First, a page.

9ms java solution


  • 3
    M
    public class Solution {
    public TreeNode lowestCommonAncestor(TreeNode root, TreeNode p, TreeNode q) {
        
    	if ((p.val <= root.val && q.val >= root.val)
    			|| (p.val >= root.val && q.val <= root.val)) {
    		return root;
    	} else if (p.val < root.val && q.val < root.val) {
    		return lowestCommonAncestor(root.left, p, q);
    	}else{
    		return lowestCommonAncestor(root.right, p, q);
    	}
    
    }
    

    }


  • 7
    S

    I think we just need to check if both of them are in the left side or the right side. The rest case will be one in each side or either one is ancestor, which we can simply return root.

    Version 1:

    public class Solution {
        public TreeNode lowestCommonAncestor(TreeNode root, TreeNode p, TreeNode q) {
            if(p.val < root.val && q.val < root.val)
                return lowestCommonAncestor(root.left, p, q);
            if(p.val > root.val && q.val > root.val)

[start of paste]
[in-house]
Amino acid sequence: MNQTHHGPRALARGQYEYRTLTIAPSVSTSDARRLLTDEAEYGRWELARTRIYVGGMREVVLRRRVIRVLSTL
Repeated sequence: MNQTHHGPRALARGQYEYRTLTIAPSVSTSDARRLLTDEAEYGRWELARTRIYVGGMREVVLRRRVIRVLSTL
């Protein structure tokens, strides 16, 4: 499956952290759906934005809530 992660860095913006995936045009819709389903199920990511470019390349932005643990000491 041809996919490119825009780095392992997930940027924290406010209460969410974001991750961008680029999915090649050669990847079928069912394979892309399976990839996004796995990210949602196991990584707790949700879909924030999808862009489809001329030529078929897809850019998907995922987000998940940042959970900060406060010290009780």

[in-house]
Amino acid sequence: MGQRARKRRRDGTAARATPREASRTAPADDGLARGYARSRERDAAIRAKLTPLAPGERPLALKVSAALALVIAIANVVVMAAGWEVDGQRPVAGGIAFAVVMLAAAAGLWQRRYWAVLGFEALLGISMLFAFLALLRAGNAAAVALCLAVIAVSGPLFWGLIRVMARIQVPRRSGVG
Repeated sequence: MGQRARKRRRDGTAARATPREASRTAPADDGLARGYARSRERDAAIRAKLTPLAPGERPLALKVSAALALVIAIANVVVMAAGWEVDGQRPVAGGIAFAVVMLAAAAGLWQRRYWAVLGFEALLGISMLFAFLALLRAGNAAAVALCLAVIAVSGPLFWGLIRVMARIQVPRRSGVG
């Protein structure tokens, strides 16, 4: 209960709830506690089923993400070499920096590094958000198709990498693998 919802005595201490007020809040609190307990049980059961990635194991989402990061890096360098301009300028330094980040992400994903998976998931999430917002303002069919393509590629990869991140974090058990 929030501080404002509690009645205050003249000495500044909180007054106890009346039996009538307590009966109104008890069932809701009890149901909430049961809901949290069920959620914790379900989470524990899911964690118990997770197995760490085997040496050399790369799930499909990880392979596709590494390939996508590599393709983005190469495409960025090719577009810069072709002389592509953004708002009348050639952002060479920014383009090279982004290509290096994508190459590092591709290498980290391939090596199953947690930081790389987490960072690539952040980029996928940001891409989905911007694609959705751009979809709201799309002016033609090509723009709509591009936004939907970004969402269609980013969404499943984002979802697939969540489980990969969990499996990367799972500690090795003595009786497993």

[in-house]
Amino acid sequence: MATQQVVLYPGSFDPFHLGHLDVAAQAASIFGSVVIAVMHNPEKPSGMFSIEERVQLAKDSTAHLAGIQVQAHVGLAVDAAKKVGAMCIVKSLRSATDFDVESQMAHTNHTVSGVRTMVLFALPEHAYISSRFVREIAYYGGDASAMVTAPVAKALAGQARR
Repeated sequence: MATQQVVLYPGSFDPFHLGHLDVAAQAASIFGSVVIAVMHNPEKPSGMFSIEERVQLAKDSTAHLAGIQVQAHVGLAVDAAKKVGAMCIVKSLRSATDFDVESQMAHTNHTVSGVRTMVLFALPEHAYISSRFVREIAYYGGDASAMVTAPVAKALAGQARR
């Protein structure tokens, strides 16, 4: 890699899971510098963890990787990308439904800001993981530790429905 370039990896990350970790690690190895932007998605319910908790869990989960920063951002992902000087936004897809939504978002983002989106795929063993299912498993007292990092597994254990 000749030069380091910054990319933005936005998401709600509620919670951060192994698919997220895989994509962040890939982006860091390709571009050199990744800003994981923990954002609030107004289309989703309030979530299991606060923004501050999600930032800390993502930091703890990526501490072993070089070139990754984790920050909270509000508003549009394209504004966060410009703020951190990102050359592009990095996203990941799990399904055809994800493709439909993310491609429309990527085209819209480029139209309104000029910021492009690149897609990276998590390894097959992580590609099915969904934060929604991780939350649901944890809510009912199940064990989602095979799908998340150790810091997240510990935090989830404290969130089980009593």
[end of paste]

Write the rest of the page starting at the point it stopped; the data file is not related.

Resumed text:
return lowestCommonAncestor(root.right, p, q);
                
            return root;
        }
    }
    

    Version 2:

    public class Solution {
        public TreeNode lowestCommonAncestor(TreeNode root, TreeNode p, TreeNode q) {
            if(Math.max(p.val, q.val) < root.val)
                return lowestCommonAncestor(root.left, p, q);
            if(Math.min(p.val, q.val) > root.val)
                return lowestCommonAncestor(root.right, p, q);
                
            return root;
        }
    }
    

    Or make it one line:

    public TreeNode lowestCommonAncestor(TreeNode root, TreeNode p, TreeNode q) {
            return p.val < root.val && q.val < root.val ? lowestCommonAncestor(root.left, p, q) : p.val > root.val && q.val > root.val ? lowestCommonAncestor(root.right, p, q) : root;
    }

  • 0
    M

    Your solution's core is same with mine regardless of some details.


  • 0
    L

    your answer is concise


  • 0
    S

    You're right. The idea is same, but your 1st "if" statement has 2 conditions; therefore, you will end up with checking at most 3 conditions.


  • 0
    M

    Yes.Your way is more efficient and simpler.


  • 0
    A

    Very nice... by the way, I don't think it's really 9m; when I submitted a c# solution with identical algorithm it showed 192 ms... this looked weird so I put your java code and it indeed showed 10ms, but with a message about java runtime distributions unavailable, I guess they have some bug over there...


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